“The visit was tremendous,” said, Deering. “It was great seeing all the leaders and Soldiers out in the FOBs and the COPs...I had a tremendous time, thanking Soldiers, and assured them that Oklahoma was proud of them and supports them."Deering and Jensen were able to visit with bn. level and co. level cmdrs. with the 45th IBCT AO, and at the end of their tour, they visited members of the 1st Bn, 279th Inf., who are assigned to a different brigade HQ. “I was surprised he came out to meet with us,” said Spc. Jason Barrow. Barrow grew up in Sand Springs, and initially started out in the Army Reserves, moved to Fla. and then moved back to Okla., to join the Army N.G. Barrow was one of 9 Soldiers with 279th Inf., awarded the Combat Infantry Badge by Deering.“I thought it was great he could be here for this,” Barrow said. “This is cool that he wanted to be a part, and nice that he and sgt. maj. cares enough about us to come and visit.” Several Soldiers also received the 2-star coin. Giving leadership coins is part of a tradition of leaders to award Soldiers who perform their jobs well, and deserve the personal hand shake where the coin is exchanged.
Sgt. Maj. of the Army Raymond Chandler III visited the Soldiers of the 3rd BCT, 1st ID, TF Duke, at several bases in Khowst and Paktya Provs., Oct. 18.
KHOWST PROVINCE – During breakfast in the FOB Salerno dining facility, Chandler spoke with Soldiers stationed here about upcoming, Army-wide troop drawdown, and changes in policy. He emphasized that the privilege to serve the Nation will always be offered to those willing to continuously better themselves, and adapt to the needs of the force.
“You have to be willing to do what the Army needs you to do,” he said, adding that selfless service means being committed to the Army, and taking assignments that may not be one’s first choice. Selfless service is one of the 7 Army Values, which Chandler calls the core of what makes a Soldier a Soldier.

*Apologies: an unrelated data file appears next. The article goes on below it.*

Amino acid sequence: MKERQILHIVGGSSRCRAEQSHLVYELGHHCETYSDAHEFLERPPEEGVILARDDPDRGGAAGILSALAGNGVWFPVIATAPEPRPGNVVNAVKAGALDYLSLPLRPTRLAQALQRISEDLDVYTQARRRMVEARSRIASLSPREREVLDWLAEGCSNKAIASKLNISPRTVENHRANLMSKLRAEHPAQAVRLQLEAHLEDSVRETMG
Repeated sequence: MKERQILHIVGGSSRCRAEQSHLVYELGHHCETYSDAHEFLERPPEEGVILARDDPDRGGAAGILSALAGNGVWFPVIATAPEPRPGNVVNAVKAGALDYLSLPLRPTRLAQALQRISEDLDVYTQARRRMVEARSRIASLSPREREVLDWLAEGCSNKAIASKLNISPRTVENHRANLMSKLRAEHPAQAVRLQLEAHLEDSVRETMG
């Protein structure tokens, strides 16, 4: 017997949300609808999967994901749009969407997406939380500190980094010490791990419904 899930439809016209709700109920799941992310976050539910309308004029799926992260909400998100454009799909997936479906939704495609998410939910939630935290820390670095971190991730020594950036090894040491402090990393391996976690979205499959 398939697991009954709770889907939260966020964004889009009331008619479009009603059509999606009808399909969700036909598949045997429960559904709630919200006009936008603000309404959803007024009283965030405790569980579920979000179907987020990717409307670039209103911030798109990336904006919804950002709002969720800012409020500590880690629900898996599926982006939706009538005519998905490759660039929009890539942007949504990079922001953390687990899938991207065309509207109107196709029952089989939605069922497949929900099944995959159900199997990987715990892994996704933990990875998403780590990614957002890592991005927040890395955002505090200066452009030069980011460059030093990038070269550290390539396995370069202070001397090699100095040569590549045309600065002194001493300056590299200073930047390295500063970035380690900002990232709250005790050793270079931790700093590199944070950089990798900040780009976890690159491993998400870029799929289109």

He went on to compare the professional Soldier to professionals in the civilian sector. He said Soldiers, like lawyers, clergymen and doctors, all go through rigorous training, and constantly reassess their skills to stay ahead.
“Having the opportunity to break bread with the Sgt. Maj. of the Army was an honor for both my Soldiers and me,” said 1st Sgt. John Pair from N.Y., the First Sgt. of HQ, HC, 3rd BCT. “His taking the time out to visit the troops, and talk about the way forward for our expeditionary Army was very beneficial. He's the right guy to have in our corner.”
HELMAND PROVINCE -- A combined Afghan and coalition SecFor conducted an op in search of a Taliban leader in Musa Qal’ah district. The leader coordinates shipments of explosives and weapons in support of insurgent ops.
Multiple suspected insurgents were detained during the op.
ZABUL PROVINCE — In Tarnek wa Jaldak district, a combined Afghan and coalition SecFor conducted a precision air strike, killing numerous insurgents. Following the strike, the SecFor recovered a significant amount of weapons, including multiple AK-47 assault rifles, several RPGs, an 82 mm recoilless rifle, 2 PKM machine guns with 400 rounds of ammo, multiple grenades and ammo pouches. Two suspected insurgents were also detained.KHOST -- A combined Afghan and coalition SecFor captured a Haqqani network facilitator, during a search op in Sabari district. The facilitator planned and coordinated attacks against Afghan forces, as well as distributing weapons and roadside bombs throughout Sabari district. Two additional suspected insurgents were detained. ----- Also in Sabari district, during a security op a combined Afghan and coalition SecFor captured a Haqqani network facilitator. The facilitator distributed weapons, supplies and equipment to other senior insurgent leaders, as well as planned attacks against Afghan forces in the region. One additional suspected insurgent was detained.